Another iPad competitor is headed our way, with the unveiling of the Archos G9. It’s one of a string of Android tablets revealed in recent weeks, all vying for the opportunity to knock the iPad off its throne. The G9 is reportedly packed with enough hardware to go up against Apple’s domineering tablet, with a dual-core ARM-powered processor at 1.5GHz and a super-slim Seagate hard drive with 250GB of storage. Other features include HDMI output with 1080p media playback and support for Wi-Fi and 3G. But what makes the G9 stand out even amongst other Android tablets is the Honeycomb 3.1 OS. Making it even more attractive is the price: the Archos G9, which is available as an 8-inch or 10-inch version, is offered at $279 and $349 respectively. Expect the G9 to hit stores in September.
With the G9, Archos joins a growing group of manufacturers that include Samsung and Motorola, but more than a year after first hitting the scene, the iPad continues to rule the tablet world. And while Android’s managed to take over the smartphone market, the realm of tablets is a new opportunity for rivaling operating systems. HP’s going the Apple route, preparing webOS for its debut, coupling it with HP’s own device, the TouchPad. Whether or not HP can be a true competitor to iOS or Android remains to be seen, but its OS/device strategy takes cues from Apple, while its interface works quite similarly to current Android devices. The biggest benefit HP has is learning from Apple and Android’s years of experience, with aims of becoming the third player in a two-player game.
One noticeable affect of our addiction to mobile devices is an increase of data usage, with Wi-Fi-connected smartphones and tablets overtaking desktop platforms. Carriers are responding in kind, stripping away unlimited data plans and charging for all the additional access for which mobile devices hunger. AT&T and Verizon are both anxious to cap data usage, even as they roll-out high-speed networks like 4G. The promise of millions of connected devices is a point of competition amongst carriers, and this comes through especially when you look at the marketing campaigns around 4G networks. AT&T and Verizon have different ideas of what really consists of a 4G network, incurring ideas of regulation regarding their branding efforts from the public sector.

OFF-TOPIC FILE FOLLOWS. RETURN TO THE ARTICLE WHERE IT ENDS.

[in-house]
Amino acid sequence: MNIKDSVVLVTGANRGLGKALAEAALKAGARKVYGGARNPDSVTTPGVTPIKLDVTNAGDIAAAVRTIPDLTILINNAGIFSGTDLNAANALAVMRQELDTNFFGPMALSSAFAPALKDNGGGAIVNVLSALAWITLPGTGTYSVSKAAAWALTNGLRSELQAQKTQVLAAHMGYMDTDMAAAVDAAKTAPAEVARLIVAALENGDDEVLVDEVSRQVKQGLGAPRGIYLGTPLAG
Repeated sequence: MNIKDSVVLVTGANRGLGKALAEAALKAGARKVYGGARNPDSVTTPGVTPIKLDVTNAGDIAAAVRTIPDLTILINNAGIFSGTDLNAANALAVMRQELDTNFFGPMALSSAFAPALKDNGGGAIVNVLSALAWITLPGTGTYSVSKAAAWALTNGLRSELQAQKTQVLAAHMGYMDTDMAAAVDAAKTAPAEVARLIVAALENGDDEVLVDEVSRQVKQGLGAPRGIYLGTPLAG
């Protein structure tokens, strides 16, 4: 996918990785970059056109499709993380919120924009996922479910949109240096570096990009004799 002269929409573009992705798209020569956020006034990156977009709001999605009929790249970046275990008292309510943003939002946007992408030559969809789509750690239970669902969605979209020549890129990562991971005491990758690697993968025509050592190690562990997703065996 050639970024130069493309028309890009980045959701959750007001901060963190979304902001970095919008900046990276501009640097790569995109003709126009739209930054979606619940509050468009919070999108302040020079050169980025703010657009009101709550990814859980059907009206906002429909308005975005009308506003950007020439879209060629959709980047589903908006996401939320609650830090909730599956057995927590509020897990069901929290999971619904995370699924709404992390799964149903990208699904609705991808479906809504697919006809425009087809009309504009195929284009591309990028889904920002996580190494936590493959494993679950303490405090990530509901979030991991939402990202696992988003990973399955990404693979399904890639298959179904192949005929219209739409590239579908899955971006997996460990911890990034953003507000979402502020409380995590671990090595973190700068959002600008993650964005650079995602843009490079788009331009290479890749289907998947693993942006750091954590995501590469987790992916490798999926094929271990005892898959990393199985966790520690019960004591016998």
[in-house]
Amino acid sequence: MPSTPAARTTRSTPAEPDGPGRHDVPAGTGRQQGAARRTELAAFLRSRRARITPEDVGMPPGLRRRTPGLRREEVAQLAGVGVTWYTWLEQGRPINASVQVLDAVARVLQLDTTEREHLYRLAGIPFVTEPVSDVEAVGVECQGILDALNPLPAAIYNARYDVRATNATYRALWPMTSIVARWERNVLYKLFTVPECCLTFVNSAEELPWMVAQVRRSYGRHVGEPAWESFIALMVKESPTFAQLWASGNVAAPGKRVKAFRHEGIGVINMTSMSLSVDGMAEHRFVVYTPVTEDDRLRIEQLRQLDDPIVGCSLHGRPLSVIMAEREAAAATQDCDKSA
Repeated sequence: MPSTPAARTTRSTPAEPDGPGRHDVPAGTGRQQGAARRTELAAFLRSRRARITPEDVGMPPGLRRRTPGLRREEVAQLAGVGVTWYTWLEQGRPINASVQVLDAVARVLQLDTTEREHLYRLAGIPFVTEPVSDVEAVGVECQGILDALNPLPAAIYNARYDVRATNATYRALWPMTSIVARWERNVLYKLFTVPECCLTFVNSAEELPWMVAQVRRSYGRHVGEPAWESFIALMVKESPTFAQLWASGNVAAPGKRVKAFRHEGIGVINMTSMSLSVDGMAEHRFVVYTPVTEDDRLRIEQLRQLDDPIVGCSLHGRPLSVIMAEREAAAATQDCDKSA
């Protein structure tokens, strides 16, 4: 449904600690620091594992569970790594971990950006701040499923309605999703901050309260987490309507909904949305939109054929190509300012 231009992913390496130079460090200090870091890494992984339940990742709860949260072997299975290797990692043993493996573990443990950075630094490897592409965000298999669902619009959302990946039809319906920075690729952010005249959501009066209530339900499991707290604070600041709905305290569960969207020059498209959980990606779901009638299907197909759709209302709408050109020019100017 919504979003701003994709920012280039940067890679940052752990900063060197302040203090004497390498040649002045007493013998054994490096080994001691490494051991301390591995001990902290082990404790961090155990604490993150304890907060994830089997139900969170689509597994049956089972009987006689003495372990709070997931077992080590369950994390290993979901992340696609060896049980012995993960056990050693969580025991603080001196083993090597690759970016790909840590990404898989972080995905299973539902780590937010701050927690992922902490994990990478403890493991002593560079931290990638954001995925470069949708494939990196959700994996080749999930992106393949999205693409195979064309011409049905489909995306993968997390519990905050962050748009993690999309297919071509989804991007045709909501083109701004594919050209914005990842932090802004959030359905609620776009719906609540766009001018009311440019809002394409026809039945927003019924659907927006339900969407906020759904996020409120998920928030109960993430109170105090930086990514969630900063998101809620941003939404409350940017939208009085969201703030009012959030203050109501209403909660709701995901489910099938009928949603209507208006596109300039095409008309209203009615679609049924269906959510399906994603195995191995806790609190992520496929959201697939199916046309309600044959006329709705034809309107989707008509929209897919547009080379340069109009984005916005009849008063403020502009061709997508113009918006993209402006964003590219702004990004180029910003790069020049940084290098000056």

GetJar exclusively launches Cut the Rope on Android
On the entertainment side of things, Android users can finally get their hands on an official version of Cut the Rope. This week’s been a waiting game, deciphering teaser tweets and trying to determine if they were part of another Cut the Rope scam. But the popular iPhone game has finally launched an Android version, available from GetJar, where it will be available as a free download for six days before appearing in the Android Market. GetJar’s own third party marketplace is becoming a viable competitor to Amazon’s Appstore, both of which appeal to Android gamers with various promotions. It’s another big win for GetJar, which gained a great deal of notoriety with its exclusive Angry Birds for Android launch last year.